I'm not sure how many times I've ever seen the victim of bombing express himself outside of this film and that's sad. How many people were bombed in the last century? Millions certainly. In the US we've become so accustomed to hearing that our foreign policy requires almost annual bombings somewhere on earth. Particularly during the Clinton years, punishing through air strikes became so routine that it barely merited news coverage. These attacks may not be as indiscriminate as they used to be, but how many people in our history did that one anguished man speak for as he wept about his family and his home?
The sheer carnage on display in Hearts and Minds made the whole war film genre seem perversely sentimental to me. It's seldom helpful to hold up fiction to docu-footage, but, in this case, any number of moments from Hearts and Minds makes otherwise impressive films like Apocalypse Now! and Platoon seem like acts of bad taste.
Difficult, important document of the era
5/10 I'll admit up front that Peter Davis' documentary makes no effort to show the carnage and torture sponsored and perpetuated by the Viet Cong -- and the one substantial time it explores the way South Vietnamese civilians were imprisoned and tortured by their own government (in huge numbers, by the way), the film isn't very clear about who made these arrests. It concentrates almost solely on the inhumanity and pointlessness of our presence there in a pointless war which even our leaders were unprepared to comprehend.3 years ago
It's not "balanced" within itself, but given the day-to-day barrage of standard media coverage of the Vietnam war during the time the documentary was made, I believe the making of this film represented an attempt to "balance" the average American's knowledge of what was really going on and how misrepresented the war was by our government and even by the major media most of the time.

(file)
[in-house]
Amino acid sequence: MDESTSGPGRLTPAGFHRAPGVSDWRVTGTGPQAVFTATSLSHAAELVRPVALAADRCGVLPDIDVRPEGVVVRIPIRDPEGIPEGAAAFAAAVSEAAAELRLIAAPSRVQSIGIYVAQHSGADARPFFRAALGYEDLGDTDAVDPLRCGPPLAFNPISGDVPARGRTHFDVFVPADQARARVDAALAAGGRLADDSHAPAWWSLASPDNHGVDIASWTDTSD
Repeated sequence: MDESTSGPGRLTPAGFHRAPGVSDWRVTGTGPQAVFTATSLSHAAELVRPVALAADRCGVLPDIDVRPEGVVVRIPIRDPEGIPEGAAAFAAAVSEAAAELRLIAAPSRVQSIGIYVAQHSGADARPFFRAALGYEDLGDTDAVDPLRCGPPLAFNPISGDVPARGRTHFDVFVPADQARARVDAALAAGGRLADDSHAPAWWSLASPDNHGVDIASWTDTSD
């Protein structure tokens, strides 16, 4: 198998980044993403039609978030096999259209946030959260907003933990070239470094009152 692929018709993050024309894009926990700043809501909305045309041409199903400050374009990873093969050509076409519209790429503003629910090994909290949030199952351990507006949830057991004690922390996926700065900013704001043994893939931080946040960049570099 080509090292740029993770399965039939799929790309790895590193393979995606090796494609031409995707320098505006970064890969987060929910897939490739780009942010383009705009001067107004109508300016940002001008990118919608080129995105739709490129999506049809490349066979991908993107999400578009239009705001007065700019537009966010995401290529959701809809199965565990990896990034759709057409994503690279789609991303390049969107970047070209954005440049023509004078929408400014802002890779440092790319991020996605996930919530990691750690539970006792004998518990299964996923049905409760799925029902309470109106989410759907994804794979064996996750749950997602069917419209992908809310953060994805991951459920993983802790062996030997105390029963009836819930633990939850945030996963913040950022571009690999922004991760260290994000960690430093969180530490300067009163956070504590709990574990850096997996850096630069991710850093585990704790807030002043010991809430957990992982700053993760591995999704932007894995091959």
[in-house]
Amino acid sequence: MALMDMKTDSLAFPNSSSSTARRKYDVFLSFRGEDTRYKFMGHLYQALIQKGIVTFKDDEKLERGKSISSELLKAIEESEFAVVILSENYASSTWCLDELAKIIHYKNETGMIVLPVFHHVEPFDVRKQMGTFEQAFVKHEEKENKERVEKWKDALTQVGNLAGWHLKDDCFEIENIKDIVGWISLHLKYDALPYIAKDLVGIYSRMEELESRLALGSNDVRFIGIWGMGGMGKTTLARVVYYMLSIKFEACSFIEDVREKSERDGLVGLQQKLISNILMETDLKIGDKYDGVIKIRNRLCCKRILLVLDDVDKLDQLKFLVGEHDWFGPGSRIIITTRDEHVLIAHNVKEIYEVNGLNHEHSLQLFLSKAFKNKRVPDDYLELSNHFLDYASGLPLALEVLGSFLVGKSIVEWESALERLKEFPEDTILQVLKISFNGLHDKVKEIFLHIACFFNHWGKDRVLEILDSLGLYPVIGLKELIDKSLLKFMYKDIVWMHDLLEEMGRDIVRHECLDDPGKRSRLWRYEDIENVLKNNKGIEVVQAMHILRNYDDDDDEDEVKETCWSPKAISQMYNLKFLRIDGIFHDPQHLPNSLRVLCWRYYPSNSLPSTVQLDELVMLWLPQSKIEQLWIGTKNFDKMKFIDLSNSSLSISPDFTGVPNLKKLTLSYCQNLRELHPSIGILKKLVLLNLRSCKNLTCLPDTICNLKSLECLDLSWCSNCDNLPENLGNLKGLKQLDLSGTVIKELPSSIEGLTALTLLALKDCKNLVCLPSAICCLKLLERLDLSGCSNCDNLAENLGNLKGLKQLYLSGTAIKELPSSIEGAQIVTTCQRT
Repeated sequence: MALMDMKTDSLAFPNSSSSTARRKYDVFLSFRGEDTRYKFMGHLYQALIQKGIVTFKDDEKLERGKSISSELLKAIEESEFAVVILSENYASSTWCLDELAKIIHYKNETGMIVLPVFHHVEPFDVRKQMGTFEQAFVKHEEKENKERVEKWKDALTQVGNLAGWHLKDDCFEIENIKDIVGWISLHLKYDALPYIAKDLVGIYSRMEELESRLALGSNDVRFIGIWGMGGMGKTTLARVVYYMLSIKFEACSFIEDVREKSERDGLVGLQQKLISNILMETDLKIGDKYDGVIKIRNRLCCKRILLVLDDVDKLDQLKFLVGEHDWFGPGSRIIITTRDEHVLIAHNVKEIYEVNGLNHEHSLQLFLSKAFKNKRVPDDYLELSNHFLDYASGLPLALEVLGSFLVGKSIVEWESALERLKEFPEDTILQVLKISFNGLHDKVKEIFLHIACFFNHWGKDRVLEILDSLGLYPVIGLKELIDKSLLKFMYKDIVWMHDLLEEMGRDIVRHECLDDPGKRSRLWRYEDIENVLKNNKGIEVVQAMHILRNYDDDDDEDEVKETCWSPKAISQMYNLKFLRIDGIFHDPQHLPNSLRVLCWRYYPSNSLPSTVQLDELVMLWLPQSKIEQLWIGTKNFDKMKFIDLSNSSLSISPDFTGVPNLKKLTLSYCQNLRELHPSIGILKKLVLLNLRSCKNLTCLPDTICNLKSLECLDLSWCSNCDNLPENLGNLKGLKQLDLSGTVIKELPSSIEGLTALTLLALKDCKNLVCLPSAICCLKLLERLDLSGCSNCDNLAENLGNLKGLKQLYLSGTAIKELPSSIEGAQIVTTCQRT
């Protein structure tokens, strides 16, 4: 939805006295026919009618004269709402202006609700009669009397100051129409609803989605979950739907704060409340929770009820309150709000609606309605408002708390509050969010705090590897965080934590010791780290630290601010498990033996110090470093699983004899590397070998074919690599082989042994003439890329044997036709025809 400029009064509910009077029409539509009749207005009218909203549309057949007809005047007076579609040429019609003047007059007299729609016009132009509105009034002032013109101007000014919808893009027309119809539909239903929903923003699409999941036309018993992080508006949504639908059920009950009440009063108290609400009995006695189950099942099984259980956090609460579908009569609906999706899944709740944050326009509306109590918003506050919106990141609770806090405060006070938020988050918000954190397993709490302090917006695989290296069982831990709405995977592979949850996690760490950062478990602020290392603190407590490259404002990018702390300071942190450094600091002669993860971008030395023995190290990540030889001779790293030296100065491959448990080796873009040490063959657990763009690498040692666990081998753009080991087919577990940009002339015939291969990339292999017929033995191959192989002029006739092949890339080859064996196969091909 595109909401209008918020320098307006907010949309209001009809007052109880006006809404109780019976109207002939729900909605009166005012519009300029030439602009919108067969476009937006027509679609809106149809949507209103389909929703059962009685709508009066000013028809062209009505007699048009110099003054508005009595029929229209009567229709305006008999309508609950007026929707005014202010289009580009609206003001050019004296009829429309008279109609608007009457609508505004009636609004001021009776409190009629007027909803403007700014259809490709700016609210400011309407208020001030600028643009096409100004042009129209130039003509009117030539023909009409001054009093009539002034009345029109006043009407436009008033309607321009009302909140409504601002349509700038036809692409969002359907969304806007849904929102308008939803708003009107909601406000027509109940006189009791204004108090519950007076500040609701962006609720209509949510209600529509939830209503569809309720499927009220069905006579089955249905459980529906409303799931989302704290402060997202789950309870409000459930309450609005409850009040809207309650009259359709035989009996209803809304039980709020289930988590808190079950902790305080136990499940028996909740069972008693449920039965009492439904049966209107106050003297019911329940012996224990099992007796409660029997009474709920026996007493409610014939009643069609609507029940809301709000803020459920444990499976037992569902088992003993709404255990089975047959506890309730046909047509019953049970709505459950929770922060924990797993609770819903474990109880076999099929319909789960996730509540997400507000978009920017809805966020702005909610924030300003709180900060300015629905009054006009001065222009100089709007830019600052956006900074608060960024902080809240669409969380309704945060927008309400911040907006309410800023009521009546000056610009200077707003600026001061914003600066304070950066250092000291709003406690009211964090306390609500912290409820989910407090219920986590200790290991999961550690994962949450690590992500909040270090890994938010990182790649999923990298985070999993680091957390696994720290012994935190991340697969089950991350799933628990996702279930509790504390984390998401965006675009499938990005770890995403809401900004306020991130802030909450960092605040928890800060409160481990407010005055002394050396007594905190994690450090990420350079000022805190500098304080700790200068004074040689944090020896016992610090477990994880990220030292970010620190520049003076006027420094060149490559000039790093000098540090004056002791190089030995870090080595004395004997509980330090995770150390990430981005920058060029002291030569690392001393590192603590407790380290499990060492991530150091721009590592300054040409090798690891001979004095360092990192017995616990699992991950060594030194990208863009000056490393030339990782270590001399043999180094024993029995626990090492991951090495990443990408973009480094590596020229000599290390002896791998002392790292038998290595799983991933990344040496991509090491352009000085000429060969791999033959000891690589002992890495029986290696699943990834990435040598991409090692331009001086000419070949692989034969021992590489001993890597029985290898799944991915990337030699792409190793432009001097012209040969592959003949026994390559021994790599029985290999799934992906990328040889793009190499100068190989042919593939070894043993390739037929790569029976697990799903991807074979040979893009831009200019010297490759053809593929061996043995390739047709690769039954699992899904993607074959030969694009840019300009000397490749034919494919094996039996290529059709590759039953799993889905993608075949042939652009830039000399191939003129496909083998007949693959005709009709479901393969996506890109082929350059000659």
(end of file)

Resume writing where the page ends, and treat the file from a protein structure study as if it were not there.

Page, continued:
All that being said, it's a vivid, important part of the mosaic of American war records. The images are enormously powerful, and where occasionally Mr. Davis' juxtapositions seem overtly manipulative, he still is to be praised emphatically for collecting and assembling this material in such a courageous and uncompromising way. It is essential viewing because of the power of its collected imagery and the lessons about America that we still need to learn. 30 years after the Vietnam war ended, there are still too many essential ways in which that conflict is not understood....and the degree to which we cannot seem, as a nation, to learn from the lessons of Vietnam is only too evident in the manner and attitude with which our leaders have handled and carried on the American military action in Iraq.
Having read a lot of the writings of Vietnam vets over the years about this war, I'm tempted to say that this documentary doesn't go far enough to show the core of absurdity and tragedy at the heart of this war and the way it put young Americans into a hellish situation for no reason and then left them there to be a part of a morally ambivalent, politically and humanly misguided situation, forever disillusioning and haunting an entire generation. But if this film can help younger people to understand just the tip of the iceberg of the enormous tragedy of America's involvement in a pointless 10-year war, then it continues to be worthwhile.